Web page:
International Space Station is a mere 215 miles up, Iridium
satellites are at about 485 miles, Globalstar satellites are at
about 880 miles, and GPS satellites are at about 11,000 miles
Although there's no exact
point where the atmosphere stops and space starts, by
convention, 'space' is considered to start at a 100 km (62 mile)
LEO orbits can be polar -
with the satellites circling around each pole (as in the
illustration above) or any other type of orbit. Polar
orbiting satellites clearly fly over the entire world over time,
whereas non-polar orbiting satellites don't reach to the very
highest and lowest reaches of the earth (the Arctic and
The lower orbit a satellite
has, the less of the earth's surface it covers, and so the more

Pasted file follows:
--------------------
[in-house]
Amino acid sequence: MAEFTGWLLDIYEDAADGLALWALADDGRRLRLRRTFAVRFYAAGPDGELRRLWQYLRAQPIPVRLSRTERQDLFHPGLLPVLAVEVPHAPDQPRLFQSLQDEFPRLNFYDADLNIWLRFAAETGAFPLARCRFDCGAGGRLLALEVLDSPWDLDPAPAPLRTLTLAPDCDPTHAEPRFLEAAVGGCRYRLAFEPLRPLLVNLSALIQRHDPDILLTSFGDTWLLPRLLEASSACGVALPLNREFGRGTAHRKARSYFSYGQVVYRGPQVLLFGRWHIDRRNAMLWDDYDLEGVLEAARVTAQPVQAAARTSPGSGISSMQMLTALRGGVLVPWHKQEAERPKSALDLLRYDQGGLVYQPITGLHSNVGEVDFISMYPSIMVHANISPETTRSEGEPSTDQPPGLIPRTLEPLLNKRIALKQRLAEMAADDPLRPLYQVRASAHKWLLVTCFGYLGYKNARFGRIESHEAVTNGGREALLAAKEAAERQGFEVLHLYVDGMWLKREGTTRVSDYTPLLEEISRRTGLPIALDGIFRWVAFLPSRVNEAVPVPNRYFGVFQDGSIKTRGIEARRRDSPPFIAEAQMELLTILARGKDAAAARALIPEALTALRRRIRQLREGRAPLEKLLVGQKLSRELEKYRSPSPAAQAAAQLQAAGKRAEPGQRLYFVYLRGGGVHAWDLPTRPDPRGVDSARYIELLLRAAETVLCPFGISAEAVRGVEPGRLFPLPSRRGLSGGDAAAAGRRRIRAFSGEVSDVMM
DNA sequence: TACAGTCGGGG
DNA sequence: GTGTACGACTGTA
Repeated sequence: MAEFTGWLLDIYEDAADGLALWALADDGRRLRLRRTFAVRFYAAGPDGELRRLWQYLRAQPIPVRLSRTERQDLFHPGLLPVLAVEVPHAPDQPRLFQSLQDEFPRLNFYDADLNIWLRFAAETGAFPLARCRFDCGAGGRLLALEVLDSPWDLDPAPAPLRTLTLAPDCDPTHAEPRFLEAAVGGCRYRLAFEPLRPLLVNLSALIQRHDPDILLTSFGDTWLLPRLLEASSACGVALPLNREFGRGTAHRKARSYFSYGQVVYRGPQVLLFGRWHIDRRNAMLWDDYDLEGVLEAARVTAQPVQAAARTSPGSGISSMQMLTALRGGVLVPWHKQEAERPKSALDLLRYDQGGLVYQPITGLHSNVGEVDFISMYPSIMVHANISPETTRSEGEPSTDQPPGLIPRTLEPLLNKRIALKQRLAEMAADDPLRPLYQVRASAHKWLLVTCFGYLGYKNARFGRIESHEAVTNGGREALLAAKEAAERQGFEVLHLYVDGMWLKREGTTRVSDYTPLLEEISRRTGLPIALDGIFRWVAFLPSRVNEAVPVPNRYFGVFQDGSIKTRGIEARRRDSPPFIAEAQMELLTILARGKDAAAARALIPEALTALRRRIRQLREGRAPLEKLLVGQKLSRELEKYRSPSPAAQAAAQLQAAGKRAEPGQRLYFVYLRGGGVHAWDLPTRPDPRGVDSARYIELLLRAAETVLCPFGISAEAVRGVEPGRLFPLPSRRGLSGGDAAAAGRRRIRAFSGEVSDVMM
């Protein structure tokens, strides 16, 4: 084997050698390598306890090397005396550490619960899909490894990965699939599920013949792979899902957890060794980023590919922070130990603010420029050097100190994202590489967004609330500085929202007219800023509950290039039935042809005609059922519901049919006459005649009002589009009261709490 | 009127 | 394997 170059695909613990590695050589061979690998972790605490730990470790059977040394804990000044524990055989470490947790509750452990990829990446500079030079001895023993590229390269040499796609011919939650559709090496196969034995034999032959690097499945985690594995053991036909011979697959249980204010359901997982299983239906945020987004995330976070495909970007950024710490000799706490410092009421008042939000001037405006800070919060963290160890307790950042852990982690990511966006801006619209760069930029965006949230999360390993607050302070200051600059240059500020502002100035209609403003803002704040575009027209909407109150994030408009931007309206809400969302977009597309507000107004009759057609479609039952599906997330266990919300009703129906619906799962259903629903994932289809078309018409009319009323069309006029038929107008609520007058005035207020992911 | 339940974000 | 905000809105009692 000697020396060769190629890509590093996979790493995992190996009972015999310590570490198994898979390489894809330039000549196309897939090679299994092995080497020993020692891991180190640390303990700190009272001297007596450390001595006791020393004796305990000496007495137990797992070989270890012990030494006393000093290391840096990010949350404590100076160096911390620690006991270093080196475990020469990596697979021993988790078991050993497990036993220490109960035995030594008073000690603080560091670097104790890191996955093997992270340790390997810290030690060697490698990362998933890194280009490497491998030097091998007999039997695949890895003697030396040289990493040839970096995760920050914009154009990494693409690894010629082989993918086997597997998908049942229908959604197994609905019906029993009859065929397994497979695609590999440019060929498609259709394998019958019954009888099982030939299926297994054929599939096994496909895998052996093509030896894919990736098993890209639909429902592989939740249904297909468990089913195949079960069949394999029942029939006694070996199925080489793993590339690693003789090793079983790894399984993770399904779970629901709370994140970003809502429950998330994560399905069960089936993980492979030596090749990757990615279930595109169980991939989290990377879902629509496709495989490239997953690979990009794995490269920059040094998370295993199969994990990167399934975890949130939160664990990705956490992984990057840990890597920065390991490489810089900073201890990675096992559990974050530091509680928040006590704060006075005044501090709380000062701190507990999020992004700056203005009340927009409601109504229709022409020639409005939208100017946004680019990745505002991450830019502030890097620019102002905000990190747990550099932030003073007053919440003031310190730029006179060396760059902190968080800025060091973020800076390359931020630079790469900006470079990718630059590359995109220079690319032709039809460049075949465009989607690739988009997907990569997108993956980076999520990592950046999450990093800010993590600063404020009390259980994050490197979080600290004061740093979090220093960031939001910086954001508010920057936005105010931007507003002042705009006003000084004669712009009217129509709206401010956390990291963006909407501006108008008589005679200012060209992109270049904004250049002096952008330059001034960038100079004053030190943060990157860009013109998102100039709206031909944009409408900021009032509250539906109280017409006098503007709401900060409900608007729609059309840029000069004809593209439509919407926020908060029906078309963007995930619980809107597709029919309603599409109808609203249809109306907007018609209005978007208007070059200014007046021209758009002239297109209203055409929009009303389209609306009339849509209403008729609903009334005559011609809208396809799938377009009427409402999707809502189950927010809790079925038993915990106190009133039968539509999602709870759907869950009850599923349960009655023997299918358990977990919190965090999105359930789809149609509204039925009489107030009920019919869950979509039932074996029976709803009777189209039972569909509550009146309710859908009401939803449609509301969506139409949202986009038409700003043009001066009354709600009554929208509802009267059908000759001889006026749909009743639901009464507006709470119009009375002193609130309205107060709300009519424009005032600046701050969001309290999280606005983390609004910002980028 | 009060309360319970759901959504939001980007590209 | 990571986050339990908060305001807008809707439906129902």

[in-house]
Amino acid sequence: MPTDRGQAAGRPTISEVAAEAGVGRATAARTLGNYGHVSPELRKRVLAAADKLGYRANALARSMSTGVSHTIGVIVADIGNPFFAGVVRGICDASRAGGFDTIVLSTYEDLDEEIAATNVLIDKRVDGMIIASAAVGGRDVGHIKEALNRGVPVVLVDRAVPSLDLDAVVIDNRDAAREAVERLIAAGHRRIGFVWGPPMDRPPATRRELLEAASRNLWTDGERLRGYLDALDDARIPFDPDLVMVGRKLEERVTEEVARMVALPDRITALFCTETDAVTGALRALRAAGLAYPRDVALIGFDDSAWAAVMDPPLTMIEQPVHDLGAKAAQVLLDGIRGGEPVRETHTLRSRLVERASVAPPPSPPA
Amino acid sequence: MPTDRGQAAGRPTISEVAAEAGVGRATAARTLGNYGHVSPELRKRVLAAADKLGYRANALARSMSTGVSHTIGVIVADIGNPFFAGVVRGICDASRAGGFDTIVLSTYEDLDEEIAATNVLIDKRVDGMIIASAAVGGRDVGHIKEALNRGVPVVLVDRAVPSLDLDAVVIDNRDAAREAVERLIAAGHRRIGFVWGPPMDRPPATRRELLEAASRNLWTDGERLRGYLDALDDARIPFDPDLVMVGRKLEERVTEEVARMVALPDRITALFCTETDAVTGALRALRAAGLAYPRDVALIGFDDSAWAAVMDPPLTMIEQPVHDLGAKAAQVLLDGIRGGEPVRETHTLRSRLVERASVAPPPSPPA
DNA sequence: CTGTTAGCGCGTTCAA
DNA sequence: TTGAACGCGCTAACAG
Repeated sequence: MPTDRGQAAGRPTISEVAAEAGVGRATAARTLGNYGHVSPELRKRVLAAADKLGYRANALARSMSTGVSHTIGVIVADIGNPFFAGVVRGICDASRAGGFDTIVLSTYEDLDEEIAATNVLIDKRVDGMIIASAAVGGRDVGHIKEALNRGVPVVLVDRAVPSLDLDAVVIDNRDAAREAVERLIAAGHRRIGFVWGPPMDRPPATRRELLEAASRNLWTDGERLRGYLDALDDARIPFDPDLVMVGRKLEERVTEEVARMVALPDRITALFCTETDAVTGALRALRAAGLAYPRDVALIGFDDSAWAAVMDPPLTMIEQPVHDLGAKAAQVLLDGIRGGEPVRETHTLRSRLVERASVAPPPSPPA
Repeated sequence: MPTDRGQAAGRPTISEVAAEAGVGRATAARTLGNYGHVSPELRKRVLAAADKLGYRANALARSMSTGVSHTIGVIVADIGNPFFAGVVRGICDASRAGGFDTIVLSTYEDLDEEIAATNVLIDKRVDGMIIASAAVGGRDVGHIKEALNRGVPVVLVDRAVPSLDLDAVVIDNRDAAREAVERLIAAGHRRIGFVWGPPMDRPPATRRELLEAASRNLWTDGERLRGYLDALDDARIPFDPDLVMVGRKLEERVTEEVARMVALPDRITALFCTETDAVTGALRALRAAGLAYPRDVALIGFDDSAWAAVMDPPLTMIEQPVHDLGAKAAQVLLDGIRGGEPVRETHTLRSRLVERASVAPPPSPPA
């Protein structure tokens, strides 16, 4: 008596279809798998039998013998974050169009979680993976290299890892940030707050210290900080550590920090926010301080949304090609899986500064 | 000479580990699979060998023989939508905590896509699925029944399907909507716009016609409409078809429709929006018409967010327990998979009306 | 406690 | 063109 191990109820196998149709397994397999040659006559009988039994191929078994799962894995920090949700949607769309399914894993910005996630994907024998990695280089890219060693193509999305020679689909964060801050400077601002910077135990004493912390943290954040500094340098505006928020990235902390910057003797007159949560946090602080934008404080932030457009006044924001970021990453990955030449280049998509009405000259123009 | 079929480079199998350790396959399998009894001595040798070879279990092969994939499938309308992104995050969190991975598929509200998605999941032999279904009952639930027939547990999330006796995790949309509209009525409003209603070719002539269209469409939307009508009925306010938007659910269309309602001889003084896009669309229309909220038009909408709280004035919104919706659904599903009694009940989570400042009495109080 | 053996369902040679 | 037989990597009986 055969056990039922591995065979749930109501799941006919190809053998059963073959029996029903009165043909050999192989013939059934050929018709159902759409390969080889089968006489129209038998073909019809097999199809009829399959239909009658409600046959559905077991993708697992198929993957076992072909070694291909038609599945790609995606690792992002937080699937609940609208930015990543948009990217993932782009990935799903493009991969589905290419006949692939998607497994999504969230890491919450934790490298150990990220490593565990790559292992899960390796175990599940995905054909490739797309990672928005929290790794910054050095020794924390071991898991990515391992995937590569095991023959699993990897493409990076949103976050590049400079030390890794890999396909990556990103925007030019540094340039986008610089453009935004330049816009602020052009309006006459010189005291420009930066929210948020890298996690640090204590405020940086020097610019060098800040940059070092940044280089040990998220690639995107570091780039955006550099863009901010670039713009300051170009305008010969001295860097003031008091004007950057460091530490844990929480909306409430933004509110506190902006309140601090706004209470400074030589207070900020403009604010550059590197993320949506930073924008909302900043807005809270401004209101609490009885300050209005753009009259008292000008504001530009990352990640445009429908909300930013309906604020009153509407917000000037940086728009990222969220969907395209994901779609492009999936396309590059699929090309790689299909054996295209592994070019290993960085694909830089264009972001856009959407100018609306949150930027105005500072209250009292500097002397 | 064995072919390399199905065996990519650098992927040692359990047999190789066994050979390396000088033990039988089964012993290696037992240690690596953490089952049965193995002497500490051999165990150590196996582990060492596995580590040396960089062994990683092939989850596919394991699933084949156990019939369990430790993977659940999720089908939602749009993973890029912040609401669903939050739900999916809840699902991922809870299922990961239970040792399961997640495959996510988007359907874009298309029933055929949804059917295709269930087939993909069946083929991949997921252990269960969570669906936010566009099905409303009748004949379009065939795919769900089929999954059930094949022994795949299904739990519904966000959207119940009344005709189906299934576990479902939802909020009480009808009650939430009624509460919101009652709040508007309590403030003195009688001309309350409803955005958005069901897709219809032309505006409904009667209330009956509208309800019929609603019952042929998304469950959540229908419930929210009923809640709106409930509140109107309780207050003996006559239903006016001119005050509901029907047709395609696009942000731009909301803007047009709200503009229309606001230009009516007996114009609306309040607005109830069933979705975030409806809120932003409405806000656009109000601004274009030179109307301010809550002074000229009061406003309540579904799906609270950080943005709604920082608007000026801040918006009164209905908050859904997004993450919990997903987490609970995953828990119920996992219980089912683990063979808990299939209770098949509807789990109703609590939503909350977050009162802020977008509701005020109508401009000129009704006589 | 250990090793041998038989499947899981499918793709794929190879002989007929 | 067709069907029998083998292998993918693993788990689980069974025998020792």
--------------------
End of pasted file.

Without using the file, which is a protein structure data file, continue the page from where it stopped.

satellites that are needed to provide global coverage.
Which is best?
Whether the phone service is
based on geosynchronous or LEO satellites has two important
implications for users.
The first is the annoying
phenomenon of satellite echo or delay. Although radio waves travel at
the speed of light (186,282 miles per second), it still takes
almost exactly ¼ second for a signal to bounce up to a
geosynchronous satellite and back down again. Add in the
other various delays in processing the call, and this gives rise to the annoying
satellite echo and delay that we all hate so much.
However, the time for a
roundtrip to a LEO satellite is a mere 0.005 seconds, which is
The closer distance to a LEO
satellite also means that the phones can have weaker
transmitters and smaller antennas - they don't need to send or
receive their signal nearly as far. This not only allows